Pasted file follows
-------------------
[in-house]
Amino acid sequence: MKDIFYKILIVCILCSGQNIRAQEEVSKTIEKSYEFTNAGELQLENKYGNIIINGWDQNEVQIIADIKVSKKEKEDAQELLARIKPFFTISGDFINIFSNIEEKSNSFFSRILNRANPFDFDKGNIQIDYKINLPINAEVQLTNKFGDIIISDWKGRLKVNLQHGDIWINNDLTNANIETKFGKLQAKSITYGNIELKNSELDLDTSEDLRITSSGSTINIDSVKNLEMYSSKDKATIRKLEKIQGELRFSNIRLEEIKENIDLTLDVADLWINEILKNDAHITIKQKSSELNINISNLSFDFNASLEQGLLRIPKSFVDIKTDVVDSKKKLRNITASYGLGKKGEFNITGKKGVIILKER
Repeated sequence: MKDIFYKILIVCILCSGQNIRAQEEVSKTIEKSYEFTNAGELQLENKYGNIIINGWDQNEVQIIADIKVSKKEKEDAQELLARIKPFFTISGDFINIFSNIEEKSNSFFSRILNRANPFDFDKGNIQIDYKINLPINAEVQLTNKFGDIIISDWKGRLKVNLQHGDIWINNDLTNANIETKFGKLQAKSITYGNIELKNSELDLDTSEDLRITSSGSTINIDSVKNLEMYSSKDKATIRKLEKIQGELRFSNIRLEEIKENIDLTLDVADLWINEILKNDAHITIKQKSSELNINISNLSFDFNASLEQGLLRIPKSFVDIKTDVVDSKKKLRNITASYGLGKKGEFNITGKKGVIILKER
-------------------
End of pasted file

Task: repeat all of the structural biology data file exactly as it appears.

[in-house]
Amino acid sequence: MKDIFYKILIVCILCSGQNIRAQEEVSKTIEKSYEFTNAGELQLENKYGNIIINGWDQNEVQIIADIKVSKKEKEDAQELLARIKPFFTISGDFINIFSNIEEKSNSFFSRILNRANPFDFDKGNIQIDYKINLPINAEVQLTNKFGDIIISDWKGRLKVNLQHGDIWINNDLTNANIETKFGKLQAKSITYGNIELKNSELDLDTSEDLRITSSGSTINIDSVKNLEMYSSKDKATIRKLEKIQGELRFSNIRLEEIKENIDLTLDVADLWINEILKNDAHITIKQKSSELNINISNLSFDFNASLEQGLLRIPKSFVDIKTDVVDSKKKLRNITASYGLGKKGEFNITGKKGVIILKER
Repeated sequence: MKDIFYKILIVCILCSGQNIRAQEEVSKTIEKSYEFTNAGELQLENKYGNIIINGWDQNEVQIIADIKVSKKEKEDAQELLARIKPFFTISGDFINIFSNIEEKSNSFFSRILNRANPFDFDKGNIQIDYKINLPINAEVQLTNKFGDIIISDWKGRLKVNLQHGDIWINNDLTNANIETKFGKLQAKSITYGNIELKNSELDLDTSEDLRITSSGSTINIDSVKNLEMYSSKDKATIRKLEKIQGELRFSNIRLEEIKENIDLTLDVADLWINEILKNDAHITIKQKSSELNINISNLSFDFNASLEQGLLRIPKSFVDIKTDVVDSKKKLRNITASYGLGKKGEFNITGKKGVIILKER